Time to indulge in an exploration of Baltimore neighborhood naming colloquialisms.
News reporters are often guided by the boundaries created by the Baltimore Police Department. Baltimore residents tend not to be governed by these lines defining neighborhoods. Neighborhood names and quadrants can be something of a state of mind. We use a shorthand for the places we've known all our lives.
I have observed South Baltimore, excluding Brooklyn and Curtis Bay, undergo a name change. South Baltimore once meant only the peninsula bounded by the Northwest and Middle branches of the Patapsco River and tipped by Fort McHenry. It ended on the south at the Vietnam Veterans Memorial Bridge on Hanover Street and in the west at the old Baltimore & Ohio Railroad tracks that terminate at Camden Station. This South Baltimore included smaller communities — Locust Point, Sharp-Leadenhall and Otterbein.
Brooklyn, Cherry Hill and Curtis Bay, while located in the southern section of the city, had names of their own and were not part of South Baltimore. If that sounds lacking in logic, it is.
In the 1970s, the term Federal Hill gained in usage for the Montgomery Street and Warren and Riverside avenues section. The name found so much favor that today it's shortened to Fed Hill and describes a larger area, including the landmark Cross Street Market. Fed Hill has gained traction and seems to describe the bar and restaurant scene here, too.
I am fascinated by the terms used within a neighborhood. Parts of my family arrived in today's Fed Hill in the 19th century. They spent many summer evenings catching a breeze on park benches atop Federal Hill Park. They shortened the experience by saying, "We're going up the hill."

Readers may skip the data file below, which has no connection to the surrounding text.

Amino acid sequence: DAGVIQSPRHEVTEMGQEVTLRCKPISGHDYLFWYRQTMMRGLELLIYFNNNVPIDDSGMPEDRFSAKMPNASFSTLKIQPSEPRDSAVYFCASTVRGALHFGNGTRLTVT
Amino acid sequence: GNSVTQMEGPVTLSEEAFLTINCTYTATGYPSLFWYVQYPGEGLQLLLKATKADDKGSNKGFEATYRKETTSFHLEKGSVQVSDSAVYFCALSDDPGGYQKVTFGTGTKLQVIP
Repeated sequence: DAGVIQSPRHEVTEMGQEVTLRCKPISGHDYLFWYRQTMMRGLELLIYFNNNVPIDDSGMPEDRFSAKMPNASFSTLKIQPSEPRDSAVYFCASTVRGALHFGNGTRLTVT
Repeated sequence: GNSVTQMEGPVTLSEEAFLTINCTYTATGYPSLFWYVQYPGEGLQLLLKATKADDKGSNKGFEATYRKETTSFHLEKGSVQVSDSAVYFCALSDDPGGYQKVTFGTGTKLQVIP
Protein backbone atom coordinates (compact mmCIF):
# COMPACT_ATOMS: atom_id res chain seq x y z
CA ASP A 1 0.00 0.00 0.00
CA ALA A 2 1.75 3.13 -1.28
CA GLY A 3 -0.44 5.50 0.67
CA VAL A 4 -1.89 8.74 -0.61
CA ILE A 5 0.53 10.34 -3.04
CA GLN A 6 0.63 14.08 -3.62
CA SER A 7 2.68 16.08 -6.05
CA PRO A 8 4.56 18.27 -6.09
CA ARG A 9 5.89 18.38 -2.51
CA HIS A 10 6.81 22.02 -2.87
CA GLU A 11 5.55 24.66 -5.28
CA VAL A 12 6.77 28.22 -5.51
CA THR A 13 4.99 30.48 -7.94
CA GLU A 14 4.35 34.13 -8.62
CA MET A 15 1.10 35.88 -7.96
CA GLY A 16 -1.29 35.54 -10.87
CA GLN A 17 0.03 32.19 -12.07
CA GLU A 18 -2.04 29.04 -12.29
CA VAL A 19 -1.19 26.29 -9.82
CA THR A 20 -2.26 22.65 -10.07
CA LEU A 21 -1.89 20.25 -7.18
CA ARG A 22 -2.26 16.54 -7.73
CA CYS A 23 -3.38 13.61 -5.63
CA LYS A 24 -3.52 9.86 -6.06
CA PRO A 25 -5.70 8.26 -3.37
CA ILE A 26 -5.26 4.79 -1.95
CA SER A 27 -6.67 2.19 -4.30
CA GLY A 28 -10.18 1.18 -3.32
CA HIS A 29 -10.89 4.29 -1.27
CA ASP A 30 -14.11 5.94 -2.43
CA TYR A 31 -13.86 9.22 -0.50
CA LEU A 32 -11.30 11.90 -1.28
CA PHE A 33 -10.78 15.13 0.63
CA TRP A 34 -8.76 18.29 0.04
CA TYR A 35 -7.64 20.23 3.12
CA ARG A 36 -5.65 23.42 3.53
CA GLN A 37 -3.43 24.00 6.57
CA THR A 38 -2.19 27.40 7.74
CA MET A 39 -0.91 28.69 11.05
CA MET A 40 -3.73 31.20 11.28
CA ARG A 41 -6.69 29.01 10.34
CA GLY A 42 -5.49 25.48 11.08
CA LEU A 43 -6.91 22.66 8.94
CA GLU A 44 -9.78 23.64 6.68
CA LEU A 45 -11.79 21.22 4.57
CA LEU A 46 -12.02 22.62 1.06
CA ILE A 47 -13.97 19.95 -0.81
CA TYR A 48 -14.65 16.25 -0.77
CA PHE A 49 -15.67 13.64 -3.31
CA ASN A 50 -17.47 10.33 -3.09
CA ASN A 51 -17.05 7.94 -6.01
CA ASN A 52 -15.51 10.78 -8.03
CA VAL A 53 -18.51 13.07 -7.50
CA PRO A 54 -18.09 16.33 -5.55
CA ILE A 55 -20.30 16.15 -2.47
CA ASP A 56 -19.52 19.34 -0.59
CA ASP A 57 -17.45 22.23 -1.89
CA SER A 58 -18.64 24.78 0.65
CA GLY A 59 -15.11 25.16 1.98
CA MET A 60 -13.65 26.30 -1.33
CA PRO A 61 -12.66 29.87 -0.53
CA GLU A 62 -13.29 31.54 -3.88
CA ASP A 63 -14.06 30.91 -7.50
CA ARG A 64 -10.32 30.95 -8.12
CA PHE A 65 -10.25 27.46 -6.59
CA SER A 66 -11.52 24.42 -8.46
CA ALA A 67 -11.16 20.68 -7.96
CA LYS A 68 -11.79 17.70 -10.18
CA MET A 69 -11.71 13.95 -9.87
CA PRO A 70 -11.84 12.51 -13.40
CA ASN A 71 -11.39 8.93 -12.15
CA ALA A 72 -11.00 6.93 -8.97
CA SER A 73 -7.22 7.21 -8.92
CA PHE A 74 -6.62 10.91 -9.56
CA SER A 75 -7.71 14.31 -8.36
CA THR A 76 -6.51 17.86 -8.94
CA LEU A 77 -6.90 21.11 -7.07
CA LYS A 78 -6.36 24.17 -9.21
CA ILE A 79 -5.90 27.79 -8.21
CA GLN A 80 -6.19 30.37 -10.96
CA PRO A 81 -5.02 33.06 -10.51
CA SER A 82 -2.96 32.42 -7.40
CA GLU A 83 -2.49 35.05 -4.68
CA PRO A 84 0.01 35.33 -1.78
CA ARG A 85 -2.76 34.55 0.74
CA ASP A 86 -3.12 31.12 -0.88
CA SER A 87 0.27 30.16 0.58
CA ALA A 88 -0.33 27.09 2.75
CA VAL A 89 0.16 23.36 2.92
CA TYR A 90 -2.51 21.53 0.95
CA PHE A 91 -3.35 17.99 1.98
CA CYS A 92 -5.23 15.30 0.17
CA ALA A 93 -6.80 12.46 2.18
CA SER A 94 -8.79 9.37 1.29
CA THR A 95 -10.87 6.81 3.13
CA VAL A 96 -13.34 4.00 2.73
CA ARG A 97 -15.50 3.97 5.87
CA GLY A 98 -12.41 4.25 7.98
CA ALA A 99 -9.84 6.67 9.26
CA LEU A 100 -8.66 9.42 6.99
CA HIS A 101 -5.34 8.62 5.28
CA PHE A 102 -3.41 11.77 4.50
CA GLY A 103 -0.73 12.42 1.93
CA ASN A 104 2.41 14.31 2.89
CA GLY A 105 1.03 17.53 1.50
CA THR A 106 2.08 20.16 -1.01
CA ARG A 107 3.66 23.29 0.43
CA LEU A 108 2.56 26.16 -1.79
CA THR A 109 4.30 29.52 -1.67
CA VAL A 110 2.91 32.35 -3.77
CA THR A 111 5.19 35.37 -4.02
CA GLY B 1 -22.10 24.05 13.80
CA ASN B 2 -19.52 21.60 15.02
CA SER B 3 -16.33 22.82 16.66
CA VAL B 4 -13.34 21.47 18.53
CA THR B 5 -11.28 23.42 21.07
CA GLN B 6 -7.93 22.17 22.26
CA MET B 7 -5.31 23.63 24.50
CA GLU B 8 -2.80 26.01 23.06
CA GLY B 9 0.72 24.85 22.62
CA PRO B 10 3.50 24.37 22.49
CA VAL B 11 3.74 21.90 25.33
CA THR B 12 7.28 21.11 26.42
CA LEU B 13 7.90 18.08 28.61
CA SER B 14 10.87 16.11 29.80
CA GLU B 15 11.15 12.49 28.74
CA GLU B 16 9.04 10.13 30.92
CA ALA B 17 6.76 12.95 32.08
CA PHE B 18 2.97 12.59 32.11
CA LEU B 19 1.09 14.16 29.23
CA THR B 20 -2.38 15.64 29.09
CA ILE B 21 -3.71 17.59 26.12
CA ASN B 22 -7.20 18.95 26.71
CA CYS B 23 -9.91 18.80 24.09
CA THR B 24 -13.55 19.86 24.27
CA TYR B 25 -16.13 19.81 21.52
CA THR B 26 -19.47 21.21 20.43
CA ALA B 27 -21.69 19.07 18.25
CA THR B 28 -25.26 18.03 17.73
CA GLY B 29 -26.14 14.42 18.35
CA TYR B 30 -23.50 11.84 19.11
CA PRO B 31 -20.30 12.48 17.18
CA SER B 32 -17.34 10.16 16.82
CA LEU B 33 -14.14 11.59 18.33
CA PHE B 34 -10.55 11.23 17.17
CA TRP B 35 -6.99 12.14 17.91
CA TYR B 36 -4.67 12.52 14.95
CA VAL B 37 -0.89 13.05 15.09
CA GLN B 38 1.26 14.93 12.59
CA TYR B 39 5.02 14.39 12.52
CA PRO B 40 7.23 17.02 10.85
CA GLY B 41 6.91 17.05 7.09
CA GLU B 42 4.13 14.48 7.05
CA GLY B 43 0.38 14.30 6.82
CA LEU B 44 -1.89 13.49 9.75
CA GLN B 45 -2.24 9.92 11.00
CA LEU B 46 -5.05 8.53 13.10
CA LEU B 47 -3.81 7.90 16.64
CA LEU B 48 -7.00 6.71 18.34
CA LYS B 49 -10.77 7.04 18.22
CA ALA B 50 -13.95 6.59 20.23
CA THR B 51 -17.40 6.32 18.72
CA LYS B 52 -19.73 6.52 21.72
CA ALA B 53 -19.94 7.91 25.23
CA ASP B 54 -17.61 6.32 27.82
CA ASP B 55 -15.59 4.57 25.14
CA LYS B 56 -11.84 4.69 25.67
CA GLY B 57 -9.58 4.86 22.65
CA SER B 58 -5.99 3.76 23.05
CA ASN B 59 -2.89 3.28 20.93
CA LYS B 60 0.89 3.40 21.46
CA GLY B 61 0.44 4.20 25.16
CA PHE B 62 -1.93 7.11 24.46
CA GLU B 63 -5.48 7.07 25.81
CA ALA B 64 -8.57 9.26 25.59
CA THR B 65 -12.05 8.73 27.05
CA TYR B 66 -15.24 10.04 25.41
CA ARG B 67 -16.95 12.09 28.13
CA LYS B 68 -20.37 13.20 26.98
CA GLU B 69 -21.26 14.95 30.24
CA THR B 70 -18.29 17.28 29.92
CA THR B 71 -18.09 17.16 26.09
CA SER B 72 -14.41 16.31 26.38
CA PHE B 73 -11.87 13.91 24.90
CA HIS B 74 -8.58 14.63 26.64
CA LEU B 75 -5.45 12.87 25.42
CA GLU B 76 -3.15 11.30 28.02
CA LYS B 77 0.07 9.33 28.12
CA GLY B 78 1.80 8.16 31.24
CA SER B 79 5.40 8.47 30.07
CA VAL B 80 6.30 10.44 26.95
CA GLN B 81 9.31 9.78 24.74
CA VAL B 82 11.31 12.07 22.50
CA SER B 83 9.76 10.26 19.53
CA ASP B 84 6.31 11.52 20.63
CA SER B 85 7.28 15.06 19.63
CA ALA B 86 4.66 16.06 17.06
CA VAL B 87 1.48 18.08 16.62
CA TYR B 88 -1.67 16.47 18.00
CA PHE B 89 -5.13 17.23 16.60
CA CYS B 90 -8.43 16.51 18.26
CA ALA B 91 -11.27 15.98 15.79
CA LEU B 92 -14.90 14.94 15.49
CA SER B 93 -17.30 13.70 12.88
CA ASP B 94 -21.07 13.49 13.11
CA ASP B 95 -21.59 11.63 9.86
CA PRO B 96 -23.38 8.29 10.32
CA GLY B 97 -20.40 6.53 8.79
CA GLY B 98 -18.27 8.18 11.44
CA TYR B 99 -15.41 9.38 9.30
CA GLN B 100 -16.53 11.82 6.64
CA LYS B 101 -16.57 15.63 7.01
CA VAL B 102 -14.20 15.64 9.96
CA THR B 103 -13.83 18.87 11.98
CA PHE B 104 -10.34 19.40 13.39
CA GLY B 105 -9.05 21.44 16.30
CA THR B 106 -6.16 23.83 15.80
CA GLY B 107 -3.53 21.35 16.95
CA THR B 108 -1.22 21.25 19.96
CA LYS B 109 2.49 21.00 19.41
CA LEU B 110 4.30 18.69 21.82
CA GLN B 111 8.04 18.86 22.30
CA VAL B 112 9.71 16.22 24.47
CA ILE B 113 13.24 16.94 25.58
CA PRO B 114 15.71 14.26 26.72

The part of the family who resided in today's Charles Village (a name coined in 1967) described trips "up the road." That was code for shopping along Waverly's Greenmount Avenue, the thoroughfare that was once York Road.
Hampden's 36th Street has another name, simply The Avenue. I know of two other The Avenues — Pennsylvania Avenue (at Laurens Street) and Eastern Avenue in Highlandtown.
A great deal of Northeast Baltimore adheres to the Northwood label. In recent years, places such as Arcadia, Lauraville and Beverly Hills have asserted their names. Because they were transit destinations, Hamilton and Gardenville also enjoy recognition.
The term West Baltimore can cause a debate. I think of West Baltimore as beginning at Martin Luther King Jr. Boulevard and running to the Baltimore County line. Northwest Baltimore begins at a nebulous place above North Avenue — and would include the old suburbs of Walbrook and Windsor Hills. Southwest Baltimore begins south of West Baltimore Street and includes Hollins Market, Pigtown and Carroll Park.
The names for downtown Baltimore are all over the map. While I grew up saying "going downtown" for department store shopping and the Lexington Market, my South Baltimore grandmother said she was "going uptown." We both arrived at the same destination.
If you had legal or banking business, you might say, logically, you were off to the Court House. Going to City Hall was a specific destination, but it tended to mean a sub-area of downtown somewhat beyond Holliday Street. The Block was always just that.
There was no Inner Harbor 50 years ago. That body of water was either the harbor, the basin or the Patapsco. Harbor East was Aliceanna Street — and hard to find.
I grew up hearing Fells Point described as simply "the foot of Broadway." Fells Point, as a name, seemed to be confined to old maps in 1955. On the other hand, Patterson Park, Canton and Highlandtown, as well as Bayview, held their own in usage. Oldtown, a historic area where the Jones Falls joined the Patapsco River, is less recognized.
Little Italy always seemed to enjoy a secure recognition basis in Baltimore naming, often because of its bountiful restaurants. As in "going up the road", or "downtown," you were off to Chipp's or Sab's.
You know what I mean.